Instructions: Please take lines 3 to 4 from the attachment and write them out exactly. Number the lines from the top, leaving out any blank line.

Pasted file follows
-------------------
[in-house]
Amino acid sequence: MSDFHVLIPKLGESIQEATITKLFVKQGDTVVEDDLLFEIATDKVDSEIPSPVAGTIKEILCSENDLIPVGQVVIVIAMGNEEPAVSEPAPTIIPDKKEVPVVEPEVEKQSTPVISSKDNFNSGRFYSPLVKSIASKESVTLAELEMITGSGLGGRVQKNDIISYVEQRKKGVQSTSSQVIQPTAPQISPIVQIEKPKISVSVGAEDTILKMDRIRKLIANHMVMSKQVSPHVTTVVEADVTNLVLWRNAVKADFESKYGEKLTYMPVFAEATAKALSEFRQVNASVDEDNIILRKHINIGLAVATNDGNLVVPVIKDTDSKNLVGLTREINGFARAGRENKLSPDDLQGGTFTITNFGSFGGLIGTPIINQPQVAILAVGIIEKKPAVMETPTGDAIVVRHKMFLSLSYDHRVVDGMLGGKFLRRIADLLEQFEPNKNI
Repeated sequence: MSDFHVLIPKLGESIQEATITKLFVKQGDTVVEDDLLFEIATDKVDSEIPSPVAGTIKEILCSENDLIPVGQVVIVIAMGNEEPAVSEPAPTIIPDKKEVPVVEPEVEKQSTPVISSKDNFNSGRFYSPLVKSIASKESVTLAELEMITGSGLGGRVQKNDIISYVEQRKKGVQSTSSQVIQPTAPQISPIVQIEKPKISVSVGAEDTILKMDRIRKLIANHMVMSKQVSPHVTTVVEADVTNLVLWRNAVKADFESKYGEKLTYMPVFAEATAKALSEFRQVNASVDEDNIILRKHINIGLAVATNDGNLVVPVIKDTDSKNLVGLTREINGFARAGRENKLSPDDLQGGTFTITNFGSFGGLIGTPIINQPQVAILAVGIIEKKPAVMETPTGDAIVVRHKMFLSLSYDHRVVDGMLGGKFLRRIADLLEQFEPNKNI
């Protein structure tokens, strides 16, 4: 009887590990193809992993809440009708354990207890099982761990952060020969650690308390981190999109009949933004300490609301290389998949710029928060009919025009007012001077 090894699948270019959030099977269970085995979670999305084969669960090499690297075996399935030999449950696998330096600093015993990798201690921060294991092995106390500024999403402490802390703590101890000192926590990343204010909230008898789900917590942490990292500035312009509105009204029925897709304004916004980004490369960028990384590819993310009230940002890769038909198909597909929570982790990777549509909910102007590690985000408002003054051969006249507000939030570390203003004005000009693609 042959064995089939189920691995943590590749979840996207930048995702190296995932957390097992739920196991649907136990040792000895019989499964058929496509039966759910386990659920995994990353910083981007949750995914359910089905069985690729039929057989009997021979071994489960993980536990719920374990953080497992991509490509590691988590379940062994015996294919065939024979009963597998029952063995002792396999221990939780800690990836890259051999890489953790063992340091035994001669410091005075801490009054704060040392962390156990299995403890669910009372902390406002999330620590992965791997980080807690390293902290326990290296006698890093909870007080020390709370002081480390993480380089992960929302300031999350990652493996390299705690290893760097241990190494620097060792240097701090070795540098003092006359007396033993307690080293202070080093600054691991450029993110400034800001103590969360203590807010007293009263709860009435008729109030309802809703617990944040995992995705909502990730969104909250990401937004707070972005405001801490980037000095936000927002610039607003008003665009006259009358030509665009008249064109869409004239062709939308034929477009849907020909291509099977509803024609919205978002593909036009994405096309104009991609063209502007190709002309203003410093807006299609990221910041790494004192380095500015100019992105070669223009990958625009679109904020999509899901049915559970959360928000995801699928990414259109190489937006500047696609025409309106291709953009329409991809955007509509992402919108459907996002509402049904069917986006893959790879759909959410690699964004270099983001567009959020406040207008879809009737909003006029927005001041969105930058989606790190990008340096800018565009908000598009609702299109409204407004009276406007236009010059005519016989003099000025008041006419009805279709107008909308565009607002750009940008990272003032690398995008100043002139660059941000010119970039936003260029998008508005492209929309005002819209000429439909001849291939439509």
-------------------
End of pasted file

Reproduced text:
Repeated sequence: MSDFHVLIPKLGESIQEATITKLFVKQGDTVVEDDLLFEIATDKVDSEIPSPVAGTIKEILCSENDLIPVGQVVIVIAMGNEEPAVSEPAPTIIPDKKEVPVVEPEVEKQSTPVISSKDNFNSGRFYSPLVKSIASKESVTLAELEMITGSGLGGRVQKNDIISYVEQRKKGVQSTSSQVIQPTAPQISPIVQIEKPKISVSVGAEDTILKMDRIRKLIANHMVMSKQVSPHVTTVVEADVTNLVLWRNAVKADFESKYGEKLTYMPVFAEATAKALSEFRQVNASVDEDNIILRKHINIGLAVATNDGNLVVPVIKDTDSKNLVGLTREINGFARAGRENKLSPDDLQGGTFTITNFGSFGGLIGTPIINQPQVAILAVGIIEKKPAVMETPTGDAIVVRHKMFLSLSYDHRVVDGMLGGKFLRRIADLLEQFEPNKNI
């Protein structure tokens, strides 16, 4: 009887590990193809992993809440009708354990207890099982761990952060020969650690308390981190999109009949933004300490609301290389998949710029928060009919025009007012001077 090894699948270019959030099977269970085995979670999305084969669960090499690297075996399935030999449950696998330096600093015993990798201690921060294991092995106390500024999403402490802390703590101890000192926590990343204010909230008898789900917590942490990292500035312009509105009204029925897709304004916004980004490369960028990384590819993310009230940002890769038909198909597909929570982790990777549509909910102007590690985000408002003054051969006249507000939030570390203003004005000009693609 042959064995089939189920691995943590590749979840996207930048995702190296995932957390097992739920196991649907136990040792000895019989499964058929496509039966759910386990659920995994990353910083981007949750995914359910089905069985690729039929057989009997021979071994489960993980536990719920374990953080497992991509490509590691988590379940062994015996294919065939024979009963597998029952063995002792396999221990939780800690990836890259051999890489953790063992340091035994001669410091005075801490009054704060040392962390156990299995403890669910009372902390406002999330620590992965791997980080807690390293902290326990290296006698890093909870007080020390709370002081480390993480380089992960929302300031999350990652493996390299705690290893760097241990190494620097060792240097701090070795540098003092006359007396033993307690080293202070080093600054691991450029993110400034800001103590969360203590807010007293009263709860009435008729109030309802809703617990944040995992995705909502990730969104909250990401937004707070972005405001801490980037000095936000927002610039607003008003665009006259009358030509665009008249064109869409004239062709939308034929477009849907020909291509099977509803024609919205978002593909036009994405096309104009991609063209502007190709002309203003410093807006299609990221910041790494004192380095500015100019992105070669223009990958625009679109904020999509899901049915559970959360928000995801699928990414259109190489937006500047696609025409309106291709953009329409991809955007509509992402919108459907996002509402049904069917986006893959790879759909959410690699964004270099983001567009959020406040207008879809009737909003006029927005001041969105930058989606790190990008340096800018565009908000598009609702299109409204407004009276406007236009010059005519016989003099000025008041006419009805279709107008909308565009607002750009940008990272003032690398995008100043002139660059941000010119970039936003260029998008508005492209929309005002819209000429439909001849291939439509």